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Marsha Blackburn, Colleagues Applauds Office of Management and Budget Decision To Halt City Redefinition

 

U.S. SenateWashington, D.C. – U.S. Senator Marsha Blackburn (R-Tenn.) praised the Office of Management and Budget’s (OMB) decision to hold on changes that would have taken away federal funding opportunities from cities like Cleveland, Jackson, and Morristown in Tennessee. The proposed modifications would have redefined metropolitan statistical area requirements and forced more cities to compete for a smaller pot of funds.

The decision follows a letter Senator Blackburn sent with Senator Bill Hagerty (R-Tenn.) and Representatives Chuck Fleischmann (R-Tenn.), Diana Harshbarger (R-Tenn.), and David Kustoff (R-Tenn.) urging the OMB to delay the redefinition.

Senator Marsha Blackburn.

Senator Marsha Blackburn.

“Washington bureaucrats wanted to take away key federal funding opportunities from Tennessee cities including Cleveland, Jackson, and Morristown,” said Senator Blackburn. “I led the charge with my colleagues in Congress back in March to ensure our communities continue to have the funding opportunities they deserve. The OMB decision is a tremendous win for the men and women of the Volunteer State as we rebuild from the pandemic.”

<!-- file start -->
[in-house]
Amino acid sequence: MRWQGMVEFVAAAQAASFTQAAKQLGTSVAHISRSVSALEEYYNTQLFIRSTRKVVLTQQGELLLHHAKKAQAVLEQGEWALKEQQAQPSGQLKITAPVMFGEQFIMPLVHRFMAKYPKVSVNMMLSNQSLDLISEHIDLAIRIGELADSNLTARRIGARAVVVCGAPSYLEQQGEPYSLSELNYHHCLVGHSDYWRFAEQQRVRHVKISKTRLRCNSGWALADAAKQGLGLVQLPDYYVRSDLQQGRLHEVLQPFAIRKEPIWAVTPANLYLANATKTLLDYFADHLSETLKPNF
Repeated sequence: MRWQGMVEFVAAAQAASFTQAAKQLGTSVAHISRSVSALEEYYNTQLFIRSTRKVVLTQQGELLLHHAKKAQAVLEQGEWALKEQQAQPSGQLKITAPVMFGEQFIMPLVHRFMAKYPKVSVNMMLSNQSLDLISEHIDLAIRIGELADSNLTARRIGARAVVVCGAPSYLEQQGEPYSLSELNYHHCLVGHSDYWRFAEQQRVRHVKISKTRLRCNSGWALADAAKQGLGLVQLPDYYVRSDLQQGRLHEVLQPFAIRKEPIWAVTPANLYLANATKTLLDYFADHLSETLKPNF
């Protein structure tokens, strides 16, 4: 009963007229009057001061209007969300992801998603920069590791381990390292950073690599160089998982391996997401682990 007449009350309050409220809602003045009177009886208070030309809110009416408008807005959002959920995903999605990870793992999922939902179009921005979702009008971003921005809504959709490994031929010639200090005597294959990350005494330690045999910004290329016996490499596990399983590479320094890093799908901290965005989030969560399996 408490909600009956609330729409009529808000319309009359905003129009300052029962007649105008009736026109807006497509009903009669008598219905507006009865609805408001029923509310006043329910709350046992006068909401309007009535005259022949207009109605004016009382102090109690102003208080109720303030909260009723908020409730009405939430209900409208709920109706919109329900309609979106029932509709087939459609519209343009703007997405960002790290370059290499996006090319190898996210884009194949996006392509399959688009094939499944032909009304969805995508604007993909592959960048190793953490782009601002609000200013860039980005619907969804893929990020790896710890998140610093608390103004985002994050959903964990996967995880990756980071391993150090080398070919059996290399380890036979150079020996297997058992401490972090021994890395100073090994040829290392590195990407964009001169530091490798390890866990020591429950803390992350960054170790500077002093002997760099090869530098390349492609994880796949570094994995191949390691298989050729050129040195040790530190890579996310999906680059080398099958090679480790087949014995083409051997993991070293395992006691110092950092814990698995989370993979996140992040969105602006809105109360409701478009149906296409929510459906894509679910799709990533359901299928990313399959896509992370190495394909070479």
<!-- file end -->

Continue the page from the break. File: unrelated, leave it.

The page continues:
“I am pleased to see OMB retreat on their proposal to alter metropolitan and micropolitan statistical area standards, a rule that if adopted would have done significant harm to towns and cities across Tennessee,” Senator Hagerty said. “In March, members of our delegation raised these serious concerns with the Joe Biden Administration, and today I’m proud that Tennesseans will not be prejudiced in the allocation of federal resources.”

“I am happy to hear that the OMB is backing off its proposal to change the definition of a ‘city.’ Countless communities across East Tennessee will continue to receive federal grants and ensure residents receive necessary services. I thank Senators Blackburn and Hagerty and Representatives Kustoff and Harshbarger for their help defending communities across Tennessee,” said Representative Fleischmann.

“The decision to keep the current definition of a metropolitan statistical area at 50,000 people is great news for Morristown. Had OMB increased the threshold as debated, Morristown and hundreds of communities across the country would’ve lost their MSA status, depriving them of access to certain federal funding opportunities and their ability to grow and attract businesses. I’m glad to see OMB heard the concerns of myself and many of my colleagues, and I’m excited to share the news with Mayor Gary Chesney and the Morristown Area Chamber of Commerce,” said Representative Harshbarger.

“I am happy to see the Office of Management and Budget will no longer be changing the federal definition of a metropolitan statistical area (MSA). This change would have drastically hurt several of our communities, including Jackson, Tennessee, and would have denied them critical opportunities for economic growth and development,” said Representative Kustoff.


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